Dalbey Honored at FLW Cup:
Denali Pro staffer Rich Dalbey was honored on Day 2 of the recent Forrest Wood Cup. He was awarded the Forrest L. Wood Sportsmanship and Community Leadership Award, which recognizes the Walmart FLW Tour pro who exemplifies ideals of sportsmanship and community leadership.
Dalbey’s recognition comes as a result of his tireless work setting up and operating the FLW’s ‘Hooked on Helping’ program, which sets up a food drive for local communities at each of the FLW Tour stops. Dalbey’s efforts helped with the collection of over 800 pounds of food and enough money to pay for an additional 3,000 meals in the communities the tour visited. Read More…
New! Denali Raingear Now
As many of you know, we pride ourselves on not only the quality of our rods, but also on the quality of our Denali gear. We have partnered with Gill, manufacturer of some of the finest marine outdoor clothing to bring you the Denali branded OS2 jacket and bibs.
The OS2 jacket and bibs are designed to withstand the toughest offshore and coastal conditions found in ultra-competitive sailing competitions. They feature a proprietary 100% waterproof two layer laminate fabric, fully taped seams, and durable moisture management technology which wicks moisture away from the skin.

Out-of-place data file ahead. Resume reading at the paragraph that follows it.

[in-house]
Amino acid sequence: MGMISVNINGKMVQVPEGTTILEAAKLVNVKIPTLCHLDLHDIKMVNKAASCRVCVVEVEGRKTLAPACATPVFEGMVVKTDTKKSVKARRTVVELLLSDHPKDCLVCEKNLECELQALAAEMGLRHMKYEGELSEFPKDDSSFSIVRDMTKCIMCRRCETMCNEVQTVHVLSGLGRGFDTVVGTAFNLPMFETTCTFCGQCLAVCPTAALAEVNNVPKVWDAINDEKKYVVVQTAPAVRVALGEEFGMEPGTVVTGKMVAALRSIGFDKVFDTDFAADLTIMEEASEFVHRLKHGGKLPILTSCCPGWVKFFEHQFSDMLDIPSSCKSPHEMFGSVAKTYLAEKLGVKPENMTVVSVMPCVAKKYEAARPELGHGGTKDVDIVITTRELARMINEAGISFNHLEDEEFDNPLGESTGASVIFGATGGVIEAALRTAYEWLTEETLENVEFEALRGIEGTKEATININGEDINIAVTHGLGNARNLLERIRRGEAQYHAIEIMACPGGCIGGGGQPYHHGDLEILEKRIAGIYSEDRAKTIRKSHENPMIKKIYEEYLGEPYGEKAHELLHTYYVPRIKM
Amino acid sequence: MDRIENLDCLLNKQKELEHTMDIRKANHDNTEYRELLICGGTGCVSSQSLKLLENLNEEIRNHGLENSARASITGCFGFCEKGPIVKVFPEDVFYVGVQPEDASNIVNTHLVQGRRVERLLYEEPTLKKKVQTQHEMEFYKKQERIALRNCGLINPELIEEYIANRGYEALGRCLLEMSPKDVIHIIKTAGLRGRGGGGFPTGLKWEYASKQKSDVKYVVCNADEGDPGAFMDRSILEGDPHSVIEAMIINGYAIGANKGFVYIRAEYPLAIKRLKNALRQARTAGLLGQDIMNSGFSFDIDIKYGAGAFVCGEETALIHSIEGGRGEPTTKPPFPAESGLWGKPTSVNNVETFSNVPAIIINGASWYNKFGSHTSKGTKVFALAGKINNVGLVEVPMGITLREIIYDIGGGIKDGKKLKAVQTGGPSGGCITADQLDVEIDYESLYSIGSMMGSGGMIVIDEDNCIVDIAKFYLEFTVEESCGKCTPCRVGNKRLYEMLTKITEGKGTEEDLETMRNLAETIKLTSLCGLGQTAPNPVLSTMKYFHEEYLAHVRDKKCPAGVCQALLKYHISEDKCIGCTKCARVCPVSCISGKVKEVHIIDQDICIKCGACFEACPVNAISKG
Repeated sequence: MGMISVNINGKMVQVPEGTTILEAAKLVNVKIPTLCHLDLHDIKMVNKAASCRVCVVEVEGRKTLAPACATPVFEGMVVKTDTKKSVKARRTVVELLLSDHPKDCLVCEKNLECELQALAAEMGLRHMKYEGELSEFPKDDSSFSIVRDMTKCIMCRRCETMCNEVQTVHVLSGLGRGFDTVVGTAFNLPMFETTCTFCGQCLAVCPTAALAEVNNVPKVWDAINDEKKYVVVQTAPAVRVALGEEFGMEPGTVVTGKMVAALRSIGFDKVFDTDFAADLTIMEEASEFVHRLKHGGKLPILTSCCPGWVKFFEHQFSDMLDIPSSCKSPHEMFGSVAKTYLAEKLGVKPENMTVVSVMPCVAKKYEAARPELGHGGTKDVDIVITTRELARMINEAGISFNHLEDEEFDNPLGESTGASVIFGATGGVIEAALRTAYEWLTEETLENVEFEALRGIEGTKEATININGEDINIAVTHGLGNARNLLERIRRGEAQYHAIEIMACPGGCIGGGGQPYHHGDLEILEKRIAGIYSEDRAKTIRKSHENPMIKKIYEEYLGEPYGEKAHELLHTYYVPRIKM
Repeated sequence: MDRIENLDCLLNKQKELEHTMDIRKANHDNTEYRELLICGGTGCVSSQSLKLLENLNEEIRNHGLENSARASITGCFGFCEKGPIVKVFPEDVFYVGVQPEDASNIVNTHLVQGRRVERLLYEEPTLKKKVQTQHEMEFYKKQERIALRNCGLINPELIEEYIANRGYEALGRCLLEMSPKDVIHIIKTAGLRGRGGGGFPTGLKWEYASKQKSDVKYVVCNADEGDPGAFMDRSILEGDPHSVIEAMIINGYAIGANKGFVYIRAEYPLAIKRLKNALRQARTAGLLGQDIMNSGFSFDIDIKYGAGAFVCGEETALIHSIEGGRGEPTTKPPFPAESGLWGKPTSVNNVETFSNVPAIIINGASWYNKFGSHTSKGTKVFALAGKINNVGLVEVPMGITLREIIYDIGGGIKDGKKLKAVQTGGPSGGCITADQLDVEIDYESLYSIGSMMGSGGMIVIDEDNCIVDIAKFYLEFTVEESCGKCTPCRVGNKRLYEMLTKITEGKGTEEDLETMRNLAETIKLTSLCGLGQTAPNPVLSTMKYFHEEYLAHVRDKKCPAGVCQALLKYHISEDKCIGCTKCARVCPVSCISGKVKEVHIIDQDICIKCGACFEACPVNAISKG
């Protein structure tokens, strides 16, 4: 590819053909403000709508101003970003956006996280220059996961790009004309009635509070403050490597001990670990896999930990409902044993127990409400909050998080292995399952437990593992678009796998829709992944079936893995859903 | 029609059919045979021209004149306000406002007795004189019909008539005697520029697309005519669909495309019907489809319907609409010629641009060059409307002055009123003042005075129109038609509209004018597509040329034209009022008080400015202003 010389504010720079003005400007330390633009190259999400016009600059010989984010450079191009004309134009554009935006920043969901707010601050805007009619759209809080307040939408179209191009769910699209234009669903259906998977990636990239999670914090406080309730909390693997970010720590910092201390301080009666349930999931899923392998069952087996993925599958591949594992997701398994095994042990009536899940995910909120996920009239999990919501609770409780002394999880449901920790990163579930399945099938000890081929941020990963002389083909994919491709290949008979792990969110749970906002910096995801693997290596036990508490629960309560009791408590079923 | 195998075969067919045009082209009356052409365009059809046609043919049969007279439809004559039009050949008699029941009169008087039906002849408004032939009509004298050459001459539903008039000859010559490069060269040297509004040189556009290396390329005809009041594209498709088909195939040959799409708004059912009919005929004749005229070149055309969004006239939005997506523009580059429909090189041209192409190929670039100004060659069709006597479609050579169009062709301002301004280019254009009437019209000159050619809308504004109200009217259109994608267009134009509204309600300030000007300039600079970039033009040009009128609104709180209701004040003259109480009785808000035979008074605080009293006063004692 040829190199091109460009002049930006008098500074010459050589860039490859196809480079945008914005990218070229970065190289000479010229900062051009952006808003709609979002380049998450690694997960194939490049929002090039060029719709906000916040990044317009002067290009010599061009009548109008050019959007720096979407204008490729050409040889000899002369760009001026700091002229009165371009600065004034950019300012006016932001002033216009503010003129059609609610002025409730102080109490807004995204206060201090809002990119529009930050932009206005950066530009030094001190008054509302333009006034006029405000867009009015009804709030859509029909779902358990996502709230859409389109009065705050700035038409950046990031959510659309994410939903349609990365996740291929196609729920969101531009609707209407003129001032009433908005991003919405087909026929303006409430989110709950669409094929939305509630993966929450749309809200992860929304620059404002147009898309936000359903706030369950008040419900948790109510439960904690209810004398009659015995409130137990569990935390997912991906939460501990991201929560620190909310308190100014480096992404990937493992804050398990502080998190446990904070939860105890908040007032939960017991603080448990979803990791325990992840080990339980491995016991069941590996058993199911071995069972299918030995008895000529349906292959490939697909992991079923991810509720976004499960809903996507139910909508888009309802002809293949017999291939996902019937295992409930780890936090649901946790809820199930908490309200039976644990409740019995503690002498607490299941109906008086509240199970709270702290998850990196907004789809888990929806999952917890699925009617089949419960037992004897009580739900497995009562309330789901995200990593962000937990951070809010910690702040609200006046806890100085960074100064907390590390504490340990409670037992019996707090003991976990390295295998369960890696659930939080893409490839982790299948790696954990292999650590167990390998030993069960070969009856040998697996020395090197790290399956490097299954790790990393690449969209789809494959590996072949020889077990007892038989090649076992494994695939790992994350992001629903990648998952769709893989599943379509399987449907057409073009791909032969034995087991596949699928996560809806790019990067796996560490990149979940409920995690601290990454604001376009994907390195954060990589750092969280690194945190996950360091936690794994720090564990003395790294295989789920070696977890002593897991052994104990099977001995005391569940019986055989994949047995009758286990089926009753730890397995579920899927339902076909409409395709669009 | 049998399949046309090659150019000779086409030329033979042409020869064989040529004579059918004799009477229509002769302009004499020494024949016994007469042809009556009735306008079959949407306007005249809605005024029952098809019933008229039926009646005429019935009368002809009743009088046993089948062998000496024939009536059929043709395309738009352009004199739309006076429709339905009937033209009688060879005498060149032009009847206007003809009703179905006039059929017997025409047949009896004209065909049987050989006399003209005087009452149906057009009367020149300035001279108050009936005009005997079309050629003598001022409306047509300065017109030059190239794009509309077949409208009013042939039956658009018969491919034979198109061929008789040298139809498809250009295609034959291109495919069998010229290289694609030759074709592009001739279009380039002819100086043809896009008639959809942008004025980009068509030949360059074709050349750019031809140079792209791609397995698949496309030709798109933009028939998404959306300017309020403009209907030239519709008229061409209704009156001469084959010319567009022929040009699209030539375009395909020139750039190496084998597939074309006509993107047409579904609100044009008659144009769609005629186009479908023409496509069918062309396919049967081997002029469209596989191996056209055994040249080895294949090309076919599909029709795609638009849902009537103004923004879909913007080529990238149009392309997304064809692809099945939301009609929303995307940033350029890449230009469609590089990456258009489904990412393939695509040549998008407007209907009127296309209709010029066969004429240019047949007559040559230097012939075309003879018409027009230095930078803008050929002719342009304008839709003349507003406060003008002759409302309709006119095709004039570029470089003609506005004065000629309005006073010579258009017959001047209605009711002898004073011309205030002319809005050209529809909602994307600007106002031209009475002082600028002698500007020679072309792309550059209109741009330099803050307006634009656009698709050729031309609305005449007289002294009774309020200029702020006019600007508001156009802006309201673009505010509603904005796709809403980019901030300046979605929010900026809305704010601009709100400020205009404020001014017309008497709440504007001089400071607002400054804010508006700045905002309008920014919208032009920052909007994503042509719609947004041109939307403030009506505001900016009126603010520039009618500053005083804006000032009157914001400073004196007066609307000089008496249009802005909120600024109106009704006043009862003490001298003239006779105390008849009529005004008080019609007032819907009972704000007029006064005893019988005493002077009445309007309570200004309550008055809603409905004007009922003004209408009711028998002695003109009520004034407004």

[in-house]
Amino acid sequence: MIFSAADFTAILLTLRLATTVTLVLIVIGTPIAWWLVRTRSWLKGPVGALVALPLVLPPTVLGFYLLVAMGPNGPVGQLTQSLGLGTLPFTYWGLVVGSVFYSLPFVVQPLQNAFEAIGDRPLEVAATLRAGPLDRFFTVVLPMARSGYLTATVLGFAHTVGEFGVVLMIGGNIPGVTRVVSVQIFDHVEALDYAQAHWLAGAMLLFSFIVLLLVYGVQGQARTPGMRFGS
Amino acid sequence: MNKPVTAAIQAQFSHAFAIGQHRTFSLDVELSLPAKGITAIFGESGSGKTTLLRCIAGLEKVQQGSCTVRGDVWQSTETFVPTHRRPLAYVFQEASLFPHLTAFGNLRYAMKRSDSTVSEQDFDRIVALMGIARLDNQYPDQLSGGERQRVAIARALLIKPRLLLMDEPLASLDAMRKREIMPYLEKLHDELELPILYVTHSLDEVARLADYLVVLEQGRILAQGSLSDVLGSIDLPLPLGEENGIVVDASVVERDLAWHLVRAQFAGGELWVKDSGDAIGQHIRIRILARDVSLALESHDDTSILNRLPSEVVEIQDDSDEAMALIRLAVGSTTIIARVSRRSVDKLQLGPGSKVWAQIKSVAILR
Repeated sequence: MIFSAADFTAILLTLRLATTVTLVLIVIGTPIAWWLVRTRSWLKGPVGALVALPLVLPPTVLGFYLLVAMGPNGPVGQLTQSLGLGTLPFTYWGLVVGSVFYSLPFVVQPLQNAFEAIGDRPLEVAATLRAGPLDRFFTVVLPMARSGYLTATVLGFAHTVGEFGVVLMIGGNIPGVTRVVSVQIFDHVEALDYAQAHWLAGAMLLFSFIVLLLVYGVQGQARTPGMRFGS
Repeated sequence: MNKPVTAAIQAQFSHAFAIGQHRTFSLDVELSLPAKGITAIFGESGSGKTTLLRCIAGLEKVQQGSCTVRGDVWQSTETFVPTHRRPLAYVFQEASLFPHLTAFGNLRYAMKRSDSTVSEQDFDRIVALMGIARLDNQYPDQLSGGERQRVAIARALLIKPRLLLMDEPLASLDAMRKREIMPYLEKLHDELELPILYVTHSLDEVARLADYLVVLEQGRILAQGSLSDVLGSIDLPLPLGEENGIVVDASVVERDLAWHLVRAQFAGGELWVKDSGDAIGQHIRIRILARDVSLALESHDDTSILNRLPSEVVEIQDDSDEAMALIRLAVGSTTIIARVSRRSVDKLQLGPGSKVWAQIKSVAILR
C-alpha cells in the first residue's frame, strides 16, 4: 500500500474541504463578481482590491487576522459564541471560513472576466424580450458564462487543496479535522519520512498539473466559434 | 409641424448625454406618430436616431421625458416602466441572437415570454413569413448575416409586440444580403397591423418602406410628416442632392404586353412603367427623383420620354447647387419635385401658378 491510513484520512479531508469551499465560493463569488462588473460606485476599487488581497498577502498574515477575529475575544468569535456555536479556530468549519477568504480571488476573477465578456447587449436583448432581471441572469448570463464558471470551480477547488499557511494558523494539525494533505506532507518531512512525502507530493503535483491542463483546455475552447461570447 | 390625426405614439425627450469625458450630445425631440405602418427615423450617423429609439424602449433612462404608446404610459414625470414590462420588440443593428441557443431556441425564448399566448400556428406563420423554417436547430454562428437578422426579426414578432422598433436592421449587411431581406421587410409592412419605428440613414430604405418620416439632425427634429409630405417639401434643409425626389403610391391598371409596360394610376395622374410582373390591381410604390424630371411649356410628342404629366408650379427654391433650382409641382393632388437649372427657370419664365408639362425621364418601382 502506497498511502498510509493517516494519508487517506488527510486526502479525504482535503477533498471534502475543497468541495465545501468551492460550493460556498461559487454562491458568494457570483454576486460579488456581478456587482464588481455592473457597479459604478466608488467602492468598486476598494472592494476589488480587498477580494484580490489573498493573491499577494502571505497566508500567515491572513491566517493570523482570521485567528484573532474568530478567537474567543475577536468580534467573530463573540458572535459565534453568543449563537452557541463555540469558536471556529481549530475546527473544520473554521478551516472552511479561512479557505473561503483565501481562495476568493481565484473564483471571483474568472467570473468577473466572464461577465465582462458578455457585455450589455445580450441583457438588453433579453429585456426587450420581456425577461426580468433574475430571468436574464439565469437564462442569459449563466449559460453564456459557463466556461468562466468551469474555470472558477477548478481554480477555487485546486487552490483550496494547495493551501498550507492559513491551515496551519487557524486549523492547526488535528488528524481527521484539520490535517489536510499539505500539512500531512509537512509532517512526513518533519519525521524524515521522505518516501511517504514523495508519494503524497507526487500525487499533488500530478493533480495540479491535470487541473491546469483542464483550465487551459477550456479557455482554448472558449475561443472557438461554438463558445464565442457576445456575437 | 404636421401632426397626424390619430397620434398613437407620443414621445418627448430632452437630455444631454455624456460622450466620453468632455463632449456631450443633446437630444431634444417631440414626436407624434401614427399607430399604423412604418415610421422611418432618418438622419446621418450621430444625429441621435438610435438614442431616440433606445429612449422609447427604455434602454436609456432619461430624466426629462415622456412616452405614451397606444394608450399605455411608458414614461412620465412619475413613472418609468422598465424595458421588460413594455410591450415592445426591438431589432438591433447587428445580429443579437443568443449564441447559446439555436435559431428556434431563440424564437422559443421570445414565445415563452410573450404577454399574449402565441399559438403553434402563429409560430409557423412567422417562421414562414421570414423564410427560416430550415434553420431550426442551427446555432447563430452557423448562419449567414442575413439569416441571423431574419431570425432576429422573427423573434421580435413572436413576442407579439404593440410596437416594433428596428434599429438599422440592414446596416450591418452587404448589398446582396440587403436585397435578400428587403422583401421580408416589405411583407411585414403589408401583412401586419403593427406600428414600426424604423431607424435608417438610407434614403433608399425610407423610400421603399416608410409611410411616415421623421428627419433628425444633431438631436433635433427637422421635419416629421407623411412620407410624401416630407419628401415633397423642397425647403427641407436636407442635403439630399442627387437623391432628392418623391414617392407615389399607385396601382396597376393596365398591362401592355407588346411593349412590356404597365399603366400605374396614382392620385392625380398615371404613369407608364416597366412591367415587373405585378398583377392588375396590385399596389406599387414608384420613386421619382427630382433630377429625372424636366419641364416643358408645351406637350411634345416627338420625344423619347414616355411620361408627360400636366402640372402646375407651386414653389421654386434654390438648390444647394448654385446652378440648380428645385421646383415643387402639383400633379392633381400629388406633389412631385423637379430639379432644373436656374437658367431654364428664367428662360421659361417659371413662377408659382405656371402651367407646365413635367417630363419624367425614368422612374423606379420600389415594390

The gear features Denali logos on both the bibs and jacket, and is sure to provide you the most protection, comfort, and style on the water under even the toughest conditions. Check It Out…
Choosing the Right Rod – Part 4: Deep Cranking
Unless you live in Florida, where anything you can’t anchor power poles in is considered “deep”, September bass are often found on deep structure. Things like points, humps, ledges, and deep brush provide safe havens and easy access to schools of baitfish, especially on reservoirs where power generation creates current that allows the bass to simply wait for the current to bring their next meal.